Unfortunately, no dice. Doing this didn’t remedy anything, and the monitor was just as bad as it was before.
Attempt #2 – Scaler board SoC reflow
Given that a reseat didn’t do the trick, the next logical place to look is the scaler board. Removing the board already seems to suggest this board gets hot. A large thermal pad is adhered to the rear of the PCB to transfer heat into the metal shield of the panel as a heatsink. However, more concerning is that to the centre of the PCB, it has a slight yellowing suggesting heat stress. I could already guess the cause – even the Xbox 360 with its red ring of death fell victim to this – it seems it’s probably heating and cracking of BGA connections that was the cause.
Extracting the scaler board confirms that the main SoC resided exactly where the brown mark was. Everything else seemed in its place and the input jacks were all sturdy with no signs of damage. After all, the monitor behaved identically regardless of which jack I used.
This time, I decided to get out the heat gun and give the SoC a nice blast of hot air. This would hopefully reflow the solder and remake any bad joints. I gave it enough until I heard some popping sounds which normally indicates solder melting, but the unit was built on a fairly thin PCB, so some warping began to occur. As I don’t have a heat-plate to support the rear, I quickly lifted the board and heated it from behind to try and even out the stress. I was certain to have melted the solder, and left the board to naturally cool down slowly.
The first time actually made things worse. The unit didn’t start up at all despite a red LED on the board glowing. I took it out again and gave it another heat gun blast. This time, the board was revived, but for all of two minutes until a new left-right flickering intermittent mode started to appear. I decided to confirm the cause by tapping on the SoC position on the metal cage, which changed the pattern of intermittency before crashing the SoC and causing it to lock up. Removal of power and reapplication resulted in a monitor that didn’t start up at all.
Attempt #3 – BGA repair (?)
By this time, I normally call it quits. It’s beyond your average home-repair and anything with BGA in it is almost a guaranteed loss. But given that I can’t make things any worse than dead, I decided to just check that I was melting all the solder underneath the BGA by using the hot air gun to dismount it entirely. I was hoping there’d be relatively few connections, so I could just wick up everything, smear on a decent amount of leaded solder and reflow that for a good connection.
Alas, I was wrong. This thing was a crazy number of connections, along with many vias. I had flooded half of the pads with fresh leaded solder with flux as part of my cleaning strategy when I realized, I could never get this done.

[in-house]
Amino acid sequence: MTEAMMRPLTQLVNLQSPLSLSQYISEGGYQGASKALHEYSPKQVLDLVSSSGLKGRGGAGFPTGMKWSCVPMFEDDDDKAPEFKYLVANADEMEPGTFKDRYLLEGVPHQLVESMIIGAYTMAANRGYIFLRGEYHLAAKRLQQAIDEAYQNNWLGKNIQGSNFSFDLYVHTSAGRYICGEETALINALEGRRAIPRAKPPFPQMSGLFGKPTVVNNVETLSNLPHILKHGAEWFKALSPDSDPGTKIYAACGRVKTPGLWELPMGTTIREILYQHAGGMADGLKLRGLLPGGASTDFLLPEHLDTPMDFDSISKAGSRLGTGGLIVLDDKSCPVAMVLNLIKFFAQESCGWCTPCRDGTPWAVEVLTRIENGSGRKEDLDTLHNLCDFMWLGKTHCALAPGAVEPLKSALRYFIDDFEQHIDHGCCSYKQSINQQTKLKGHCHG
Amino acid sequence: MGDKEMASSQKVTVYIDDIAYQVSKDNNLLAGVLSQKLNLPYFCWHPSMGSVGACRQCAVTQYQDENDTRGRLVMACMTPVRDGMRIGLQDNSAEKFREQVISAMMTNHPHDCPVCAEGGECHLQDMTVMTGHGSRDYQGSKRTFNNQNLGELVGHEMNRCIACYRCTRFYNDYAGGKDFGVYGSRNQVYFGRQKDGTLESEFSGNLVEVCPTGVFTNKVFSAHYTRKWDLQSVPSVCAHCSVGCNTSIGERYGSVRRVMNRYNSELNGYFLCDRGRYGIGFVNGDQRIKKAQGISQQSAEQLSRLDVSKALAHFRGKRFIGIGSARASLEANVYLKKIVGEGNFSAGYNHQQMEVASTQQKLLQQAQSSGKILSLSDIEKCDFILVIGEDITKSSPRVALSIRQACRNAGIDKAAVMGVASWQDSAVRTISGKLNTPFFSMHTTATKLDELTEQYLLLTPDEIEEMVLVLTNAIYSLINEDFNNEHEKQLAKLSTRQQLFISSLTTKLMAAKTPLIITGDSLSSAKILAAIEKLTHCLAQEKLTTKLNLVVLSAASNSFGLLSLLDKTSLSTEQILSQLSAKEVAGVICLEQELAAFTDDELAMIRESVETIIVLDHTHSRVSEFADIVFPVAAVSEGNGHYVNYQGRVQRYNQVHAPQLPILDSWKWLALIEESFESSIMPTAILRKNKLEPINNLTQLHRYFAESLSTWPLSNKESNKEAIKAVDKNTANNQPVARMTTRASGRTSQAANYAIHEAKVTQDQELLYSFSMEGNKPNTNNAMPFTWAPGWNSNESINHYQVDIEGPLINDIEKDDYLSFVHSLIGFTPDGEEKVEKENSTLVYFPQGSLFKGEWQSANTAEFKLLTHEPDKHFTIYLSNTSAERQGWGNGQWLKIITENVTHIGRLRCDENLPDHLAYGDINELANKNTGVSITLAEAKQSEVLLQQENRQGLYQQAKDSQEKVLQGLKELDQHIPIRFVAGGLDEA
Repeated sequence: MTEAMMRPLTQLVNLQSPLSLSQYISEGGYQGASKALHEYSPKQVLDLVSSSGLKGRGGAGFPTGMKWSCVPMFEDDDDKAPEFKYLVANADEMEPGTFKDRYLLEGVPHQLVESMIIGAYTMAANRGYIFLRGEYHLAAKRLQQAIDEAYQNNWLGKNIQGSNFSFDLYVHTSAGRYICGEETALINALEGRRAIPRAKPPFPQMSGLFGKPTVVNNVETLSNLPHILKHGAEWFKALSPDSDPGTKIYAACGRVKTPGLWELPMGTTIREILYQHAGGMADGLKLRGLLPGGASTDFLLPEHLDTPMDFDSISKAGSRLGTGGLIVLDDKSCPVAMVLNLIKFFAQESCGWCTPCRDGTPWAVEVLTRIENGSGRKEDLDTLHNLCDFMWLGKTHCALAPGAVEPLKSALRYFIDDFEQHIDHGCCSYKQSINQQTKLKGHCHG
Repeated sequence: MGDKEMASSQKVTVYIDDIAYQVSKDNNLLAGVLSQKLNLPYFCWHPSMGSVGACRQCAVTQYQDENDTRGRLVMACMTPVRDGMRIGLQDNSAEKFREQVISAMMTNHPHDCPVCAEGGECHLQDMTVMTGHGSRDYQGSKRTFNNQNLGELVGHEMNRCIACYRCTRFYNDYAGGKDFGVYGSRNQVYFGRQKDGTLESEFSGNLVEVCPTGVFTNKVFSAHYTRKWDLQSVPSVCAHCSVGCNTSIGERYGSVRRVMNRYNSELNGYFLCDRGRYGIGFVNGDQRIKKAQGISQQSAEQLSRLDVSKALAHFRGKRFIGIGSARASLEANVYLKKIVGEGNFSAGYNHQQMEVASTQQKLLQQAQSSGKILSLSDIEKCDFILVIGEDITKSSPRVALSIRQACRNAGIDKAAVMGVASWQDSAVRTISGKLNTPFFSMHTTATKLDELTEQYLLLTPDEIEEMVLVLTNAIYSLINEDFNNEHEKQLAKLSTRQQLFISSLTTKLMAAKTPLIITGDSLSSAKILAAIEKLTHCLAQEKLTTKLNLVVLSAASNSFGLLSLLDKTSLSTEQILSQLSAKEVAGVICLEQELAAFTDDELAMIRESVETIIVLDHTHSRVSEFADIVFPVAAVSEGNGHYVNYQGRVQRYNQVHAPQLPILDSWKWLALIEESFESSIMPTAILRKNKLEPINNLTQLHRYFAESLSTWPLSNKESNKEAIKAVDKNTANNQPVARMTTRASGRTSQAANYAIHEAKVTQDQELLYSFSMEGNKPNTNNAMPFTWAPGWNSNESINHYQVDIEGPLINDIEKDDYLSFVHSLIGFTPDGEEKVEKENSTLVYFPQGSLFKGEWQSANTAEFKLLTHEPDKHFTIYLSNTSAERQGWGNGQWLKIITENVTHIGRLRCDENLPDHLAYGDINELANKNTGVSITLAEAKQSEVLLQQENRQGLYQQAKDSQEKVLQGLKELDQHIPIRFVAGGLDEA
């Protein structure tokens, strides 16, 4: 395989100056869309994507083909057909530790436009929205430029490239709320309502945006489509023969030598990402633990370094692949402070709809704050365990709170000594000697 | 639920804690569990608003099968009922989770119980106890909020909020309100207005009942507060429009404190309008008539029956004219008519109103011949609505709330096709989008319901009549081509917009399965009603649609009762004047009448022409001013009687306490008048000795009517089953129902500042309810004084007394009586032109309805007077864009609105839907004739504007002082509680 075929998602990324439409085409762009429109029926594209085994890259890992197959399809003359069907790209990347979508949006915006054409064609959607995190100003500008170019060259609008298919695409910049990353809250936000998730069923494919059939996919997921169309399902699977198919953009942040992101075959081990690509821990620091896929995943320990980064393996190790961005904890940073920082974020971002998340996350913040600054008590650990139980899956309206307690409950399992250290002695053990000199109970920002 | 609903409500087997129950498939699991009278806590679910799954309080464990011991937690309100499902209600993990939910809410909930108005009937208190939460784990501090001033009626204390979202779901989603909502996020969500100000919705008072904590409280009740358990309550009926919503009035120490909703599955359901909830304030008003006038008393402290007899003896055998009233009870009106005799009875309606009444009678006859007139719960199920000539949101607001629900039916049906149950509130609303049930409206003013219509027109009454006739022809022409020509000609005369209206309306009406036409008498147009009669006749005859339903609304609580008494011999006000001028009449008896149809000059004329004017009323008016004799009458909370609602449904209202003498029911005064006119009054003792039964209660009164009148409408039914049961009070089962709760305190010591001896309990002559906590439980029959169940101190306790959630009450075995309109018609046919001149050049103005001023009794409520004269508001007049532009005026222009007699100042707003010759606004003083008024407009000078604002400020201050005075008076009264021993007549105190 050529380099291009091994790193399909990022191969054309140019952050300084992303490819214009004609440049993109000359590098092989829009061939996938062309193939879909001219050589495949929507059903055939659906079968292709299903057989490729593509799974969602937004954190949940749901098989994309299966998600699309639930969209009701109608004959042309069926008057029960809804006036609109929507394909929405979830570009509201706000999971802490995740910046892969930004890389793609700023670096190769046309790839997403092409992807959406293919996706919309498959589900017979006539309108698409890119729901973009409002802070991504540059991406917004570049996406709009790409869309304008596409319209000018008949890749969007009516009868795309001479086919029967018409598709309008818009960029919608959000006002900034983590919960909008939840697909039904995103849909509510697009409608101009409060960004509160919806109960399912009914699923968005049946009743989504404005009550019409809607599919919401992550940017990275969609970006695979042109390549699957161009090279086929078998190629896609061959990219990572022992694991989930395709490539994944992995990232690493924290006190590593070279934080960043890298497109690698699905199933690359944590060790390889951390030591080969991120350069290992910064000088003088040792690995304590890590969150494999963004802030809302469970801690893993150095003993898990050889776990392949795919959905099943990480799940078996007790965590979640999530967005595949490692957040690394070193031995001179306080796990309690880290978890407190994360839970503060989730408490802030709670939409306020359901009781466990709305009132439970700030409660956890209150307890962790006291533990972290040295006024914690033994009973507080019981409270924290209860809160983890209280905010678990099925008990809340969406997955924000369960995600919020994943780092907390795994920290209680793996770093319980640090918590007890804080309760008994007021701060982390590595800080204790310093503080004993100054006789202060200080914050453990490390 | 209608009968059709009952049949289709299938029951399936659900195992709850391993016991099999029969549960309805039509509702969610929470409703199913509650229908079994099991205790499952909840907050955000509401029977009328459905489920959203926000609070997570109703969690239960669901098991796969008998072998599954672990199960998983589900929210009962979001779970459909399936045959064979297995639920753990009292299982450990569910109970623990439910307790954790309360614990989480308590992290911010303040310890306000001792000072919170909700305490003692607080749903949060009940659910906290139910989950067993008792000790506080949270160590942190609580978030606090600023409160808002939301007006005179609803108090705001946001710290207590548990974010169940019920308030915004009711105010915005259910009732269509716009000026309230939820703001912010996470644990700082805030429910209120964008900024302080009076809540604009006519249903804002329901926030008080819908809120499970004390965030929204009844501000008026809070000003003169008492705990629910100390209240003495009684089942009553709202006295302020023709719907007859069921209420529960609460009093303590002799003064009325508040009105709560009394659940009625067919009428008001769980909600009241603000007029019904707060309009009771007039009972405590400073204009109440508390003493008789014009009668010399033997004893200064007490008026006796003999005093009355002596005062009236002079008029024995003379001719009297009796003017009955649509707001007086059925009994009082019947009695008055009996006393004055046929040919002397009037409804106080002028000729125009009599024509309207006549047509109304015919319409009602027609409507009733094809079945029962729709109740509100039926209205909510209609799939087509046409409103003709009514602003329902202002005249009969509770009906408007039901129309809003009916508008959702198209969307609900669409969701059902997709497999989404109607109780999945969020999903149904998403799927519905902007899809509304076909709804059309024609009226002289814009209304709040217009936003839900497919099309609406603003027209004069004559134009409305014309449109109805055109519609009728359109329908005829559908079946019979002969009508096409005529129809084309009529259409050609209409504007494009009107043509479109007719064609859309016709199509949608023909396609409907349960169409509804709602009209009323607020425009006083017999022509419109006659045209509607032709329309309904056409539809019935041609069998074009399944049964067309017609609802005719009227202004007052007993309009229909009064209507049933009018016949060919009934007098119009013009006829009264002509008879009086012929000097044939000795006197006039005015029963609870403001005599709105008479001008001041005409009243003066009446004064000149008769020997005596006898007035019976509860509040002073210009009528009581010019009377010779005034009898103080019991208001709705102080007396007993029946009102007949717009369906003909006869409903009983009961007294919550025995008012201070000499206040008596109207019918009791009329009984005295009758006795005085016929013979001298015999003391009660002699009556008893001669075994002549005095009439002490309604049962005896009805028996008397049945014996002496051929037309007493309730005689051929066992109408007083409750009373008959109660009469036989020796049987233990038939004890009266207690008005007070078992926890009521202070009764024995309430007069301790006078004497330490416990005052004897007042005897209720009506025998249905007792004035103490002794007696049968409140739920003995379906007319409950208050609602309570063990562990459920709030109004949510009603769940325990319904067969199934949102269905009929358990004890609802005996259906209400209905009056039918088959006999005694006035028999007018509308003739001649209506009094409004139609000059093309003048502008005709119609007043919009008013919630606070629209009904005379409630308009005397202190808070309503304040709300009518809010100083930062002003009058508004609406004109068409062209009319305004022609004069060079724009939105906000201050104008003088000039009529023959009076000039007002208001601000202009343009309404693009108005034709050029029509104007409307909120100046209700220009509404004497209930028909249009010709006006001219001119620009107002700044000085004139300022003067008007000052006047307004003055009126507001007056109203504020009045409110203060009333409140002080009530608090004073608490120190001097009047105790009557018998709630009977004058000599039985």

This was especially true as the number of connections was absolutely staggering. I had no supply of solder balls to reball the chip, nor did I (or anyone I know) have the stencils to align the balls (or paste) onto the chip. Even then, it may well be a victim of its own heat soon after – the thin warp-prone PCB didn’t help matters one bit.
Alas, I decided to just throw in the towel and give in on the repair. It wasn’t going to happen and this 4K monitor would be inevitably in the scrap heap after all.
The Samsung monitor looked nice from the outside, but is a pretty basic affair. Inside, it was very much an Innolux panel (of Chi Mei heritage) married with some Samsung electronics and casing. Unfortunately, it seems, the Samsung part of it failed due to heat-related BGA connection cracking, and that rendered the unit intermittent. Attempts to repair it were fruitless.
Because the scaler board is now thoroughly hosed, the only option is to replace the scaler board. Unfortunately, spare parts are rare and sellers charge extortionate prices – the only one I found retailed for close to AU$200. At that price, it was not economical to repair the unit, especially considering the design flaw and the Innolux panel used. A new monitor would only be twice as expensive but would have a full warranty as well. As a result, the casing, panel and TCON board are all out for council clean-up.
In fact, it seems Samsung might be aware of the issue, as I spotted the images for the replacement scaler board having an additional thermal pad underneath the SoC, precisely where the brown mark is. This unit is probably a victim of being an early unit. It’s a shame where even such improvements are made, there is never any admission that older units may well have a design flaw that could limit its lifetime. I suppose as long as it makes the warranty period, the manufacturer couldn’t care less.